This is used to convert true to false or vice versa. Basically, it reverses the logical state of an operand.

Syntax: 

!(operand)

Illustration: 

cond = !true;
// cond < false

Example:

Java

// Java Program to Illustrate Unary NOT Operator
 
// Importing required classes
import java.io.*;
 
// Main class
class GFG {
 
    // Main driver method
    public static void main(String[] args)
    {
        // Initializing variables
        boolean cond = true;
        int a = 10, b = 1;
 
        // Displaying values stored in above variables
        System.out.println("Cond is: " + cond);
        System.out.println("Var1 = " + a);
        System.out.println("Var2 = " + b);
 
        // Displaying values stored in above variables
        // after applying unary NOT operator
        System.out.println("Now cond is: " + !cond);
        System.out.println("!(a < b) = " + !(a < b));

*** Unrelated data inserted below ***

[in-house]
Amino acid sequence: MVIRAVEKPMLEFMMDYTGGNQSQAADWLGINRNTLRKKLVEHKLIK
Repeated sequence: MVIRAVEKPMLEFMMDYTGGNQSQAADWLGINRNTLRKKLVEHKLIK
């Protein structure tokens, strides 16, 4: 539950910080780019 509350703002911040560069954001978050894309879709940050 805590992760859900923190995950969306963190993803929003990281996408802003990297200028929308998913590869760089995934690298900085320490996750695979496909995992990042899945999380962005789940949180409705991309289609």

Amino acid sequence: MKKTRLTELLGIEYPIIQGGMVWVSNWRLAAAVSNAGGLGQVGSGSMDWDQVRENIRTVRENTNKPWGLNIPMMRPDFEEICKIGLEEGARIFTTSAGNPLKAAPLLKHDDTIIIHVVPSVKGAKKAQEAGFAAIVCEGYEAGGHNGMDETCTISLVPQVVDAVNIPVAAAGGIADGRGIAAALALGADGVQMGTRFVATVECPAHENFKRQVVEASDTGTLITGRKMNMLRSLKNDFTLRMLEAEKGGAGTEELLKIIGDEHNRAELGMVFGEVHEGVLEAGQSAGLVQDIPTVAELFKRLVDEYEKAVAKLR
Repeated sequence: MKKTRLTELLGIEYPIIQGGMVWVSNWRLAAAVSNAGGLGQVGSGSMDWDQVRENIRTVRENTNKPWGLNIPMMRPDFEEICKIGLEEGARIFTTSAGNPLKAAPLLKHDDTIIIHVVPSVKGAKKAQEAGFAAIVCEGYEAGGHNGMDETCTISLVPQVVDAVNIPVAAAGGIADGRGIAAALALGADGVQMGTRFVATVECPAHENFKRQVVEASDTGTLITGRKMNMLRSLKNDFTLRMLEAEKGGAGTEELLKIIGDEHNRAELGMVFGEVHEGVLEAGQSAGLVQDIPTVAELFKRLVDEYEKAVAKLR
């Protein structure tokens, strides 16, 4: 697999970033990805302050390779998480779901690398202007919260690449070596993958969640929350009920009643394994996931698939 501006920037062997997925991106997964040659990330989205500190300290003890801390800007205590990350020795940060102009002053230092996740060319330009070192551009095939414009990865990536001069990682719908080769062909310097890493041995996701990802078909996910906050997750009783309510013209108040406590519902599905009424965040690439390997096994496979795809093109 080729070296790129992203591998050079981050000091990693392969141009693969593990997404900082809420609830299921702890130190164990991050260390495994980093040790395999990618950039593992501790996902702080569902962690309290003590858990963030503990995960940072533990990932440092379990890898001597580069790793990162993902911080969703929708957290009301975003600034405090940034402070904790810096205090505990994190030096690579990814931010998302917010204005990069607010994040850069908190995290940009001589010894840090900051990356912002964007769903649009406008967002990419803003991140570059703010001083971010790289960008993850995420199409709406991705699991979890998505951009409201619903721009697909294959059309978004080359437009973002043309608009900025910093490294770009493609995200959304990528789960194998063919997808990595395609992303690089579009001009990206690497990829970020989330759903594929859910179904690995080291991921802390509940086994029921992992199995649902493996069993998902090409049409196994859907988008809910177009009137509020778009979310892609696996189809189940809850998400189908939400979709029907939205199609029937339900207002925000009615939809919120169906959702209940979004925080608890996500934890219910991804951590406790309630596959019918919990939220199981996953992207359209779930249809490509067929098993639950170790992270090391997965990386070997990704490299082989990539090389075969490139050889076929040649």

System.out.println("!(a > b) = " + !(a > b));
    }
}

                    

Output: 
Cond is: true
Var1 = 10
Var2 = 1
Now cond is: false
!(a < b) = true
!(a > b) = false

 

Operator 3: Increment(++)

It is used to increment the value of an integer. It can be used in two separate ways: 

3.1: Post-increment operator

When placed after the variable name, the value of the operand is incremented but the previous value is retained temporarily until the execution of this statement and it gets updated before the execution of the next statement. 

Syntax: 

num++

Illustration: 

num = 5
num++ = 6

3.2: Pre-increment operator

When placed before the variable name, the operand’s value is incremented instantly.

Syntax: 

++num

Illustration: 

num = 5
++num = 6

Operator 4: Decrement(–)

It is used to decrement the value of an integer. It can be used in two separate ways: